Today's guest blogger is John Ducoff, executive director of Covenant House Pennsylvania.
It's hard to hear about child sex trafficking. We want to turn away when we see a story about the predators who entrap kids and sell them. We skip the article, change the subject, and pretend it doesn't happen. We don't want to think this kind of evil exists in the world, let alone in our community.
But all across America, thousands of young people are victims of human trafficking. Just last year, 151 cases were reported in Pennsylvania alone. Next to drug dealing, it's the second largest criminal industry in the world.
We can't just turn away. We have to choose to see if it we're going to choose to stop it.
At Covenant House Pennsylvania we serve runaway and homeless youth, who are prime targets for traffickers. That's why we chair the Philadelphia Anti-Trafficking Coalition. We'll serve anywhere from 75 to 100 trafficking survivors this year, witnessing firsthand the devastating impact these brutal crimes have on young people.
A new documentary called I Am Jane Doe, which premiered February 10th, shines an antiseptic spotlight on websites like Backpage.com, the leading purveyor of online sex advertisements. As one of the experts in the documentary, I discuss the prevalence of trafficking with homeless youth and the legal arguments as related to Backpage.com.
This eye-opening documentary tells the story of children whose traffickers sold them on Backpage and their fight to protect other children from the same fate. To these children and their families, Backpage is not just a website hosting content created by others that is entitled to protection under federal law, it is instead a facilitator of – if not a co-conspirator in – the illegal selling of children for sex. For years, Backpage has successfully defended itself against legal action and refused to bend to public pressure.
Regardless about what's permissible, the question is, "What's right?" The question for Backpage.com is: "Do you protect kids from trafficking? Or do you profit from their suffering?" I encourage you to make the time to see I Am Jane Doe when it premieres on Netflix later this year. It is an exceptional and inspirational film that educates us and celebrates the breathtaking courage of these children, many like those we have served at Covenant House.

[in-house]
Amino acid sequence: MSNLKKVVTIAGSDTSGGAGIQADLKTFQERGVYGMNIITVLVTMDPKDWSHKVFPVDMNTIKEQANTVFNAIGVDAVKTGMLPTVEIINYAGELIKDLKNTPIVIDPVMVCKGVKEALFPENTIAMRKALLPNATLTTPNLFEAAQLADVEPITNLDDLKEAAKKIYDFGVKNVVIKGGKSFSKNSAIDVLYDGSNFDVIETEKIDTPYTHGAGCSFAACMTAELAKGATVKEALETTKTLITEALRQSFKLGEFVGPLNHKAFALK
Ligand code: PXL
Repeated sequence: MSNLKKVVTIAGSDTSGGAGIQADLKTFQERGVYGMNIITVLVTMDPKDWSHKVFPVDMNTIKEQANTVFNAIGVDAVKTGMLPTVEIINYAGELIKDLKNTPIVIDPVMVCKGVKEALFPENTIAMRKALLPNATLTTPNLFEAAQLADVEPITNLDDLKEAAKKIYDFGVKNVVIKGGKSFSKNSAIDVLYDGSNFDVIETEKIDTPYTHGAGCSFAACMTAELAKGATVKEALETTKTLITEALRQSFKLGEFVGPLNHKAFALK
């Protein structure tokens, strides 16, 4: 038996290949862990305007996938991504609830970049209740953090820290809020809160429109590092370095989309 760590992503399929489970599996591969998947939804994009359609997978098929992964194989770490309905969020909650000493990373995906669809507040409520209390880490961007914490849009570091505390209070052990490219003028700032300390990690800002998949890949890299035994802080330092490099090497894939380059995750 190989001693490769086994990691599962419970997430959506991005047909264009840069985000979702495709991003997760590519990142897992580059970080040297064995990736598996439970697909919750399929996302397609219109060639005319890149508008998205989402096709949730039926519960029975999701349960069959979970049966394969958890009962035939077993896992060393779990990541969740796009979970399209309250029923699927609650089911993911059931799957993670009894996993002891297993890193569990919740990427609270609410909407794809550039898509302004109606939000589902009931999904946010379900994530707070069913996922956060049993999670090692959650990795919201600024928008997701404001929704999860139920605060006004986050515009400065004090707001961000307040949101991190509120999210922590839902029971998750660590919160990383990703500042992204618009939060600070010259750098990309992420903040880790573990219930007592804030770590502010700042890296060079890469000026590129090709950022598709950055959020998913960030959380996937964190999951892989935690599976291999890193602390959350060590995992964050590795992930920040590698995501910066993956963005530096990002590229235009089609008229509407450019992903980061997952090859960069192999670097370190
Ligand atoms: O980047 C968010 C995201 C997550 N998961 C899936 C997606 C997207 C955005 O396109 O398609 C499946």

There is also much more to do to eradicate human trafficking.
In this country, popular culture often romanticizes the sale of sex by showing streetwise ladies of the night making informed, adult choices – what some call the "Pretty Woman" myth, based on the 1990 film. But the tragic reality is that many are instead children who fell into the clutches of evil. It's this mindset that underpins the law in Pennsylvania right now, which allows a trafficking survivor to be convicted of prostitution. That's right: a teenage girl sold for sex can be convicted of prostitution even though she isn't old enough to consent to have sex in the first place. It's both illogical and outrageous. We have to change the law to treat these kids like victims. And we need many more services and programs to help these young people overcome the trauma they've endured. There are not nearly enough, leaving many youth without the support they so desperately need.
The history of this country is one of ambition, striving to achieve our nation's foundational promise of freedom. Many of our greatest strides forward happened here in Philadelphia. From 1688, when the first written petition advocating for the abolition of slavery was drafted just a few blocks from where our program is located today in Germantown; to the Declaration of Independence in 1776; and to the Underground Railroad in the 1800s, Philadelphia has long led the fight for freedom, first from tyranny then from slavery. Today's slavery is human trafficking. Once again, the City of Brotherly Love is called to lead.